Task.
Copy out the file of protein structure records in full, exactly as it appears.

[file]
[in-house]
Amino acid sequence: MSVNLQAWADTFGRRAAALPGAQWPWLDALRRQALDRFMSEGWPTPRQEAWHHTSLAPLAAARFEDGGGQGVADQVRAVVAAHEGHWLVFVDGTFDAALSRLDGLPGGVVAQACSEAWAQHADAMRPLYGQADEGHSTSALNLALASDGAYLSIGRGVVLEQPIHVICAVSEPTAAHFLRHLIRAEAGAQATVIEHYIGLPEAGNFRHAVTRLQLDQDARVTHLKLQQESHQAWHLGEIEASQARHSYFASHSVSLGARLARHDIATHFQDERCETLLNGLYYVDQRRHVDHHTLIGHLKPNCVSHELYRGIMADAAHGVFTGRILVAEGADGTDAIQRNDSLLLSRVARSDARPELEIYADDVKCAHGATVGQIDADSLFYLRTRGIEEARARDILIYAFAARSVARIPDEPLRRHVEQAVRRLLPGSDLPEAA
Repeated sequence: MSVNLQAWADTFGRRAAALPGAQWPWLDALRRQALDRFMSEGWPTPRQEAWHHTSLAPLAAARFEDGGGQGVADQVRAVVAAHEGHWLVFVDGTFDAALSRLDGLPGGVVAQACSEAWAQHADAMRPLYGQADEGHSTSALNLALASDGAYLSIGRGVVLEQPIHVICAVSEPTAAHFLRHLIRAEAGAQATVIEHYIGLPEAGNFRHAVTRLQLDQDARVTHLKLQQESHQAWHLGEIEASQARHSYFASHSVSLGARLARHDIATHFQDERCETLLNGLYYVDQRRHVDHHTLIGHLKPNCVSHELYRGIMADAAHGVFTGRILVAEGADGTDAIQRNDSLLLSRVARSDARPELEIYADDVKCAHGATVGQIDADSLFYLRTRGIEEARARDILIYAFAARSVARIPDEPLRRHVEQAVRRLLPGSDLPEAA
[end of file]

[in-house]
Amino acid sequence: MSVNLQAWADTFGRRAAALPGAQWPWLDALRRQALDRFMSEGWPTPRQEAWHHTSLAPLAAARFEDGGGQGVADQVRAVVAAHEGHWLVFVDGTFDAALSRLDGLPGGVVAQACSEAWAQHADAMRPLYGQADEGHSTSALNLALASDGAYLSIGRGVVLEQPIHVICAVSEPTAAHFLRHLIRAEAGAQATVIEHYIGLPEAGNFRHAVTRLQLDQDARVTHLKLQQESHQAWHLGEIEASQARHSYFASHSVSLGARLARHDIATHFQDERCETLLNGLYYVDQRRHVDHHTLIGHLKPNCVSHELYRGIMADAAHGVFTGRILVAEGADGTDAIQRNDSLLLSRVARSDARPELEIYADDVKCAHGATVGQIDADSLFYLRTRGIEEARARDILIYAFAARSVARIPDEPLRRHVEQAVRRLLPGSDLPEAA
Repeated sequence: MSVNLQAWADTFGRRAAALPGAQWPWLDALRRQALDRFMSEGWPTPRQEAWHHTSLAPLAAARFEDGGGQGVADQVRAVVAAHEGHWLVFVDGTFDAALSRLDGLPGGVVAQACSEAWAQHADAMRPLYGQADEGHSTSALNLALASDGAYLSIGRGVVLEQPIHVICAVSEPTAAHFLRHLIRAEAGAQATVIEHYIGLPEAGNFRHAVTRLQLDQDARVTHLKLQQESHQAWHLGEIEASQARHSYFASHSVSLGARLARHDIATHFQDERCETLLNGLYYVDQRRHVDHHTLIGHLKPNCVSHELYRGIMADAAHGVFTGRILVAEGADGTDAIQRNDSLLLSRVARSDARPELEIYADDVKCAHGATVGQIDADSLFYLRTRGIEEARARDILIYAFAARSVARIPDEPLRRHVEQAVRRLLPGSDLPEAA